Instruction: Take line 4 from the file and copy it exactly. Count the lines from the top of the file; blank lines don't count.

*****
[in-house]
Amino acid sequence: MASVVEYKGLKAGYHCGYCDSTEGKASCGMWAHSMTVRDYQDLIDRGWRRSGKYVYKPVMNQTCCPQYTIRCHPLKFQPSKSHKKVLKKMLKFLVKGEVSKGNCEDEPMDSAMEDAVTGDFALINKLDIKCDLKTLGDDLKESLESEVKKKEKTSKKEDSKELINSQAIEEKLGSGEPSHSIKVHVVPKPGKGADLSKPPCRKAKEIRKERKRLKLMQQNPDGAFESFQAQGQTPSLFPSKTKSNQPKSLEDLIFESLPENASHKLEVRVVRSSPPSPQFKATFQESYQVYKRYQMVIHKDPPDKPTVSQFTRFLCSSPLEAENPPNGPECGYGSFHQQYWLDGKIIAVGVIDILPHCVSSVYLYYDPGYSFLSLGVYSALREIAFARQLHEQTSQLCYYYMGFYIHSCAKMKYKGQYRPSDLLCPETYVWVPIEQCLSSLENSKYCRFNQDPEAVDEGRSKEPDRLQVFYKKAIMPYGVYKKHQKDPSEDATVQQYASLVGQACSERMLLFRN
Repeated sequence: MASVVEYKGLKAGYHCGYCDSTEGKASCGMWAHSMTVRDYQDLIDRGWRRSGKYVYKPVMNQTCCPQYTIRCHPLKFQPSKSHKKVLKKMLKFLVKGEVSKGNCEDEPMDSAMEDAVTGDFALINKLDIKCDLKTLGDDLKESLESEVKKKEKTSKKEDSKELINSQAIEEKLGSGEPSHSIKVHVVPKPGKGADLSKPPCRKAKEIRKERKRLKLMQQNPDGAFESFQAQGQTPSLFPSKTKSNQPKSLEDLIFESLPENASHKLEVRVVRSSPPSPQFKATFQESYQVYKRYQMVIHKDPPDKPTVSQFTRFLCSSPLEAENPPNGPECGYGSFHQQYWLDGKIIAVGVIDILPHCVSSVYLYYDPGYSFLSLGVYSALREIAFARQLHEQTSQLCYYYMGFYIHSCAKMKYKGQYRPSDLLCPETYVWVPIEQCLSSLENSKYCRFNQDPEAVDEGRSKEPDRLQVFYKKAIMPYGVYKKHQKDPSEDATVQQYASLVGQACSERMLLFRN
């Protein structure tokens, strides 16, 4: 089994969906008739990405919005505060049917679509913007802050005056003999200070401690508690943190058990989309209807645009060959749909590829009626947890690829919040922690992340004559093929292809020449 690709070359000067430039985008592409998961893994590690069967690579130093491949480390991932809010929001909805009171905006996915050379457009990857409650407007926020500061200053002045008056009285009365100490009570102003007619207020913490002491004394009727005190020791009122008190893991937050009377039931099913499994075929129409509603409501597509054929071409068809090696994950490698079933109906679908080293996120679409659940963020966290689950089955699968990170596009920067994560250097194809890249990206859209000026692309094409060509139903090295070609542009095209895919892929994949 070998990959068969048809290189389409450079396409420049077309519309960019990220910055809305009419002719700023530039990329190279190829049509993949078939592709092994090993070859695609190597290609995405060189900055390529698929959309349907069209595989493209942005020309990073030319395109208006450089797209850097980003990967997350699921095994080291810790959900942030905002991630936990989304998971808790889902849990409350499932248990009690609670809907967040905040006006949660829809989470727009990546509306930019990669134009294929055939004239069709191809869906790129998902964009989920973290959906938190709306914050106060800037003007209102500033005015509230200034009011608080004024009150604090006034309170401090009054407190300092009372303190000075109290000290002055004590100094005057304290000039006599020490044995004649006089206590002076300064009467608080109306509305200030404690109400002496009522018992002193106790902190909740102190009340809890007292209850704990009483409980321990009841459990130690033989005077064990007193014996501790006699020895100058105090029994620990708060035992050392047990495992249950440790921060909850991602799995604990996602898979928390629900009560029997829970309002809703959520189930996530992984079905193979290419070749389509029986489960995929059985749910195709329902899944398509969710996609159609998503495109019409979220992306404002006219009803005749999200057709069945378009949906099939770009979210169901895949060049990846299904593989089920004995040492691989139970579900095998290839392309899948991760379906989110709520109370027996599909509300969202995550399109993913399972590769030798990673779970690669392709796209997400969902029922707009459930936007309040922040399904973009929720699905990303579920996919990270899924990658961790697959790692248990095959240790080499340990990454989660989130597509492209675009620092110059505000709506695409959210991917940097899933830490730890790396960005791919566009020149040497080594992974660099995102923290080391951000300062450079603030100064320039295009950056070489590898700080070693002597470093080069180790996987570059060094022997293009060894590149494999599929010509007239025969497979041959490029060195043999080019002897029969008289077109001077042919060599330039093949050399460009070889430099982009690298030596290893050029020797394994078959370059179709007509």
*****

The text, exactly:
């Protein structure tokens, strides 16, 4: 089994969906008739990405919005505060049917679509913007802050005056003999200070401690508690943190058990989309209807645009060959749909590829009626947890690829919040922690992340004559093929292809020449 690709070359000067430039985008592409998961893994590690069967690579130093491949480390991932809010929001909805009171905006996915050379457009990857409650407007926020500061200053002045008056009285009365100490009570102003007619207020913490002491004394009727005190020791009122008190893991937050009377039931099913499994075929129409509603409501597509054929071409068809090696994950490698079933109906679908080293996120679409659940963020966290689950089955699968990170596009920067994560250097194809890249990206859209000026692309094409060509139903090295070609542009095209895919892929994949 070998990959068969048809290189389409450079396409420049077309519309960019990220910055809305009419002719700023530039990329190279190829049509993949078939592709092994090993070859695609190597290609995405060189900055390529698929959309349907069209595989493209942005020309990073030319395109208006450089797209850097980003990967997350699921095994080291810790959900942030905002991630936990989304998971808790889902849990409350499932248990009690609670809907967040905040006006949660829809989470727009990546509306930019990669134009294929055939004239069709191809869906790129998902964009989920973290959906938190709306914050106060800037003007209102500033005015509230200034009011608080004024009150604090006034309170401090009054407190300092009372303190000075109290000290002055004590100094005057304290000039006599020490044995004649006089206590002076300064009467608080109306509305200030404690109400002496009522018992002193106790902190909740102190009340809890007292209850704990009483409980321990009841459990130690033989005077064990007193014996501790006699020895100058105090029994620990708060035992050392047990495992249950440790921060909850991602799995604990996602898979928390629900009560029997829970309002809703959520189930996530992984079905193979290419070749389509029986489960995929059985749910195709329902899944398509969710996609159609998503495109019409979220992306404002006219009803005749999200057709069945378009949906099939770009979210169901895949060049990846299904593989089920004995040492691989139970579900095998290839392309899948991760379906989110709520109370027996599909509300969202995550399109993913399972590769030798990673779970690669392709796209997400969902029922707009459930936007309040922040399904973009929720699905990303579920996919990270899924990658961790697959790692248990095959240790080499340990990454989660989130597509492209675009620092110059505000709506695409959210991917940097899933830490730890790396960005791919566009020149040497080594992974660099995102923290080391951000300062450079603030100064320039295009950056070489590898700080070693002597470093080069180790996987570059060094022997293009060894590149494999599929010509007239025969497979041959490029060195043999080019002897029969008289077109001077042919060599330039093949050399460009070889430099982009690298030596290893050029020797394994078959370059179709007509």